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As Madras looks at new rules, fines to curb shopping cart thefts, misuse, what do Bend, other places do?

(Update: adding video, comments by Bend Police, Newport Avenue Market )

MADRAS, Ore. (KTVZ) -- The City of Madras said this week it's concerned about "the impact of shopping carts being removed from premises and misused by individuals, leading to various challenges for our community including the well-being and safety of our community members." It will host an open house next Monday on proposed regulations requiring stores to keep them on-site.

It's an issue around Oregon and the nation as well. There is no statewide mandate for cities to have an ordinance covering cart theft, but places like Madras are considering it.

For the city of Bend, shopping cart theft is a limited issue.

"It's something we don't get a lot of reports about," Bend Police Communications Manager Sheila Miller said Friday.

Theft of shopping carts in Bend is not nearly as rampant here in Bend as it is in other cities.

In Oregon, cities are not obligated to create a shopping cart theft ordinance. However, cities that have shopping cart ordinances in the state of Oregon are required by the state to include some additional rules. Those regulations include signage on the carts informing the public that shopping cart theft is a crime. Carts must also include a business logo and a toll-free number to report lost or stolen carts.

Newport Avenue Market Chief Operations Officer Joe Anzaldo said, "Our carts are probably around $200. It can be higher or lower, but it's several hundred dollars, so you know, do the math. You lose 20 carts, you've got a big problem."

Anzaldo used to work for a large grocery chain and says the problem was more prevalent there.

"That was an issue, a constant one of trying to keep the carts in the parking lot," he recalled.

In Bend, if your caught stealing shopping carts, individuals can face a theft charge and could be fined the cost of the cart.

Speaking about the consequences, Miller said, "If we could prove that you had stolen the cart from a particular store and the store was willing to be a victim, it would be a charge of theft. Theft comes in different levels, depending on the cost" of what was stolen.

A CNN story on KTVZ.COM just over a year ago noted that cities around the country have spent tens of thousands of dollars collecting thousands of wayward shopping carts that cause blight and frustrate local officials and retailers. US retailers lose an estimated tens of millions of dollars a year replacing lost and damaged carts.

Last June, when Coos Bay city councilors weighed enacting a shopping cart ordinance, The World newspaper noted there is no statewide statute requiring local governments to have ordinances addressing abandoned shopping carts.

However, the newspaper also noted that a state statute allows such ordinances, while requiring signs be posted for the public, a toll-free number available to report stolen carts and other specifics. It reported that several Oregon cities have shopping cart regulations rules in place, including the Portland area, coastal cities and many others west of the Cascades.

Here's this week's announcement, from Community Development Director Nicholas Snead:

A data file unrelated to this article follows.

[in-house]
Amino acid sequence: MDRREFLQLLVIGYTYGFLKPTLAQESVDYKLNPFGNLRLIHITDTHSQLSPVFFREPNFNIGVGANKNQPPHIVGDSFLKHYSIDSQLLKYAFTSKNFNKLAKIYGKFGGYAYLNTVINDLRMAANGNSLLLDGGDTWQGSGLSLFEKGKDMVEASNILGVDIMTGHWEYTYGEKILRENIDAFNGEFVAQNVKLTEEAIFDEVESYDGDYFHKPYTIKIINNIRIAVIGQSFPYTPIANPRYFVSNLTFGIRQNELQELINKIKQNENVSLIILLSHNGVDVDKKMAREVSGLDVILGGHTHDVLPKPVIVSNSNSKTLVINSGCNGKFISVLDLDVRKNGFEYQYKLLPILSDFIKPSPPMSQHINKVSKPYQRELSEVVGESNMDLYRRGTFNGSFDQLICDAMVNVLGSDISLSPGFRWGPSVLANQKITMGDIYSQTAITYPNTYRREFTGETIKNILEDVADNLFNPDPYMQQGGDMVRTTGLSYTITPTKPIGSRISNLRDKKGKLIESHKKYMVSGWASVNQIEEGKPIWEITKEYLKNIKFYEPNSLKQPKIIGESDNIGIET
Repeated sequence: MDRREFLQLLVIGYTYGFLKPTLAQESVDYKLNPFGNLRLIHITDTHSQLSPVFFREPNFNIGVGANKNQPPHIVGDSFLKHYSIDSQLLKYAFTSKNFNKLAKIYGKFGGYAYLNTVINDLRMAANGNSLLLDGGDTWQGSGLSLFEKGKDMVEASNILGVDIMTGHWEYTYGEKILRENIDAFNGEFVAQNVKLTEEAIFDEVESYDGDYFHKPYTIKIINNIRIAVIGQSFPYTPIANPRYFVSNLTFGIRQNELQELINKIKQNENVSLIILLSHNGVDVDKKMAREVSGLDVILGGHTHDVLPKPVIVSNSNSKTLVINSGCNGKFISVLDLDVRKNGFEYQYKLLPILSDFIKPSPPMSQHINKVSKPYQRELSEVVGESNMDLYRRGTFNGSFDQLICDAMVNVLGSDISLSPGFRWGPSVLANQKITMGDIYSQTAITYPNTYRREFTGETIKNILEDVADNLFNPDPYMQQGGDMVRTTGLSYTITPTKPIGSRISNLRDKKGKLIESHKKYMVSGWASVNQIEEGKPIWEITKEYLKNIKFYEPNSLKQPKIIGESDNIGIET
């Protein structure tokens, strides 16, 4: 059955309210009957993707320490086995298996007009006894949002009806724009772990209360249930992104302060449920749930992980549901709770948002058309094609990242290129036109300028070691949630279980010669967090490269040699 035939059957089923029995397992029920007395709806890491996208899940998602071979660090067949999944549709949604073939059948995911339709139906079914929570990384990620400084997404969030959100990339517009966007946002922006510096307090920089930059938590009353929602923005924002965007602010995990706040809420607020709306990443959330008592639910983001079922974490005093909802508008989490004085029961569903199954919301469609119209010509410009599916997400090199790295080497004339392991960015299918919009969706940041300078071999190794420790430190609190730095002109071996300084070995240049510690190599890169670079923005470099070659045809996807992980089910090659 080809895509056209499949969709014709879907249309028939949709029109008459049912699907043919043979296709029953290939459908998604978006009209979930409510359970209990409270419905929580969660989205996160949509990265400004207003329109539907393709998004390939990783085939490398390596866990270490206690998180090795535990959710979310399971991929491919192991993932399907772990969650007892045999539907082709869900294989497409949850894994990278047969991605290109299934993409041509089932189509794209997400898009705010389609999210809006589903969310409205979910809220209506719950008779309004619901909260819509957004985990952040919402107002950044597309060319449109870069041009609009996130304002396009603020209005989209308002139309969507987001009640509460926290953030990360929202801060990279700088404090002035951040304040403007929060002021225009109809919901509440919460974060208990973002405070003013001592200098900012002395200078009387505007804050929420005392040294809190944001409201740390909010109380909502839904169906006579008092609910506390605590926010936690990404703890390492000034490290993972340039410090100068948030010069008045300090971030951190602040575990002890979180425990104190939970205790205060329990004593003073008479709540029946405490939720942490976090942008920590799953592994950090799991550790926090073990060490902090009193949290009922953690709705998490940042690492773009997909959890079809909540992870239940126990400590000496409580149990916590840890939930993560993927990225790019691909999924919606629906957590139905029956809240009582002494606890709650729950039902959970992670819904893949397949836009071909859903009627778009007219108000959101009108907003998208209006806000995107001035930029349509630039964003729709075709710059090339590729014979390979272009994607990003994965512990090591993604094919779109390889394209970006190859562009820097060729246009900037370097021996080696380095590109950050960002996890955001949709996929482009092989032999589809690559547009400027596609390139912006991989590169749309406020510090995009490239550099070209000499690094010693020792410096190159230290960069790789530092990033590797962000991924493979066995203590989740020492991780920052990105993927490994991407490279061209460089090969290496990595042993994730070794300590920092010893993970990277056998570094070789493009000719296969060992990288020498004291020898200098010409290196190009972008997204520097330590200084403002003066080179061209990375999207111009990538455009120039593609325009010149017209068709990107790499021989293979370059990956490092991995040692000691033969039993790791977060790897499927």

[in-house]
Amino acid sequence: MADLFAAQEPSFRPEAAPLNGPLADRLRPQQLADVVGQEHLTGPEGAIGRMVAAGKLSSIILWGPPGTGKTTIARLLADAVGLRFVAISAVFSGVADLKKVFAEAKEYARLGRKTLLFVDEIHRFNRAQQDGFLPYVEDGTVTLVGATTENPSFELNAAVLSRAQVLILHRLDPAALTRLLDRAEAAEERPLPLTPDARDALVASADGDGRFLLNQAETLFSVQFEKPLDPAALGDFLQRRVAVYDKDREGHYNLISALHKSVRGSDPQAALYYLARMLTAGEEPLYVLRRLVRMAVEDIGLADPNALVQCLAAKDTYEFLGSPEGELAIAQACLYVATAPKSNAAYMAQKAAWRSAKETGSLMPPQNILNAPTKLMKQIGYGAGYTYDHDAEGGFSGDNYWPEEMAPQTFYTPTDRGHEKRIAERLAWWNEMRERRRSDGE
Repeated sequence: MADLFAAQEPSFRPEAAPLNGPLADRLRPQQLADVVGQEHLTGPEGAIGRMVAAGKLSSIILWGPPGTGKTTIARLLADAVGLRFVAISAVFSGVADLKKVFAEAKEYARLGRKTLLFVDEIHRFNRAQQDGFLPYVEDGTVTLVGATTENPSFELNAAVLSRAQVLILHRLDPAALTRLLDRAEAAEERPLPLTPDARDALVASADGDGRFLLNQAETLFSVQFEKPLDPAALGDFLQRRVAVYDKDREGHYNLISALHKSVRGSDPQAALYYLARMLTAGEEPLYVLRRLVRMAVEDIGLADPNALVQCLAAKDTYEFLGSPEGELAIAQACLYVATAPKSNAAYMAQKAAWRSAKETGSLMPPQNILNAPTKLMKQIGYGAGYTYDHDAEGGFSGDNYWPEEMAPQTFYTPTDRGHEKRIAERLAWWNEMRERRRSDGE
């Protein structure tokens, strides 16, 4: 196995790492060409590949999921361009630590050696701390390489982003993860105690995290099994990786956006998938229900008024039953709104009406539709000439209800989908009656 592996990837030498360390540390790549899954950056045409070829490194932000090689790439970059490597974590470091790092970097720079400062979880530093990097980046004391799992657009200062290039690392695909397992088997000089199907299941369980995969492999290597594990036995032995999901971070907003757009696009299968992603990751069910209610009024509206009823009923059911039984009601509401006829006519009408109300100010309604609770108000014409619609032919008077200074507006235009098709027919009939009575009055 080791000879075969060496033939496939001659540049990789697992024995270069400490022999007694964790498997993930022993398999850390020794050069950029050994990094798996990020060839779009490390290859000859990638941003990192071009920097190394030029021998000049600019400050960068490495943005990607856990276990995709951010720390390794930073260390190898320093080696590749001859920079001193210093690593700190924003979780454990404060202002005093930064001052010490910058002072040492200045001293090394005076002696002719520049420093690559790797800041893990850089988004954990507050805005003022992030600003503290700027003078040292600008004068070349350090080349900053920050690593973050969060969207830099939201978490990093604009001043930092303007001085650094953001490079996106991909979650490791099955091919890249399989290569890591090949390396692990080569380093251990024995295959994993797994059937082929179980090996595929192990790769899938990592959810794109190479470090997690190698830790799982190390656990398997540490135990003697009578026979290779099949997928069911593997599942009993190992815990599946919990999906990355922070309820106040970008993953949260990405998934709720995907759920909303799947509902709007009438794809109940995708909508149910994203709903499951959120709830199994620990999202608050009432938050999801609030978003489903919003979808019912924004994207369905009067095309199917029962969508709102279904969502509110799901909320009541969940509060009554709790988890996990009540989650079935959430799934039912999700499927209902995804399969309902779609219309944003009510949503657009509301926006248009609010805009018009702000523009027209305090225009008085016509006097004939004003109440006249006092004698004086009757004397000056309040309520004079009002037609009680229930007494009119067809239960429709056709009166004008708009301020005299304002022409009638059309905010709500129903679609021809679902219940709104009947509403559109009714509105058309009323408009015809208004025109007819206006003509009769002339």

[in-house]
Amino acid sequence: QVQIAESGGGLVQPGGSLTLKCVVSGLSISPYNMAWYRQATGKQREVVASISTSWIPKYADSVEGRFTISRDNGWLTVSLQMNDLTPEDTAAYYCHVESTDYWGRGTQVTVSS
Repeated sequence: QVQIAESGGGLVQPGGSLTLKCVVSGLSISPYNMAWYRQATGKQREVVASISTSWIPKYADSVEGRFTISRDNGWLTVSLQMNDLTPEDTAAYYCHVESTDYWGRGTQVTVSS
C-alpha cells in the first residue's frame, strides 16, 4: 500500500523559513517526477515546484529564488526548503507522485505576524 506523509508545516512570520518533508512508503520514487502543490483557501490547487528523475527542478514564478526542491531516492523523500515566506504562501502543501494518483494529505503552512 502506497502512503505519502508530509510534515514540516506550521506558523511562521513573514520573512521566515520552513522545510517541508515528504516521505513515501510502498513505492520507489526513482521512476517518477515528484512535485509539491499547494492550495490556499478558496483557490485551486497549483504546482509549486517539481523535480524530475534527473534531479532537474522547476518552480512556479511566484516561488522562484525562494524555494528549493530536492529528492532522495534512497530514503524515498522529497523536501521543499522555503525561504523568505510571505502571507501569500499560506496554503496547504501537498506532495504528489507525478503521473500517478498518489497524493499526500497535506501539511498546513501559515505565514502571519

"We understand that managing shopping carts can pose logistical challenges for local retailers, but it is crucial that we work together to minimize unintended impacts to the community. By keeping shopping carts on premises, we can minimize the risk of them being misused and mitigate the associated problems for our community.

"These regulations would also entail retailers being fined for non-compliance. Shopping cart management is an issue that affects not only individual businesses but also residents and the overall aesthetics and functionality of our community.

"In November of 2023, the City contacted each retailer and communicated the problem and requested changes to their operations to ensure shopping carts remain on premises. After several months of not seeing significant changes, the City is considering implementing regulations that would mandate businesses to retain their shopping carts on premises.

"City staff initially raised the issue to the Madras Homeless Advisory Committee at their December 2023 and January 2024 meetings. At the January 22, 2024, Homeless Advisory Committee meeting, the committee took formal action to make a recommendation to the City Council to approve the proposed shopping cart regulations. (The draft regulations are included in that meeting's agenda packet.)

"The City believes it is crucial that the City provide an opportunity for stakeholders to have the chance to contribute to the conversation before the City Council considers establishing these regulations.

"The City of Madras is hosting an Open House at City Hall in the City Council Chambers located at 125 SW “E” Street, Madras, OR 97741 on Monday, February 26, from 2:00-3:30 PM to discuss the proposed shopping cart regulations.

"The purpose of this gathering is to provide an opportunity for stakeholders, including local business owners, to learn, voice their opinions, concerns, and suggestions regarding the proposed regulations. The Open House will include presentations by city staff, as well as opportunities for attendees to ask questions and share their perspectives."

Here's a Word .doc of the draft regulations.

Article Topic Follows: Crime And Courts

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Matthew Draxton

Matthew Draxton is a multimedia journalist for NewsChannel 21. Learn more about Matthew here.


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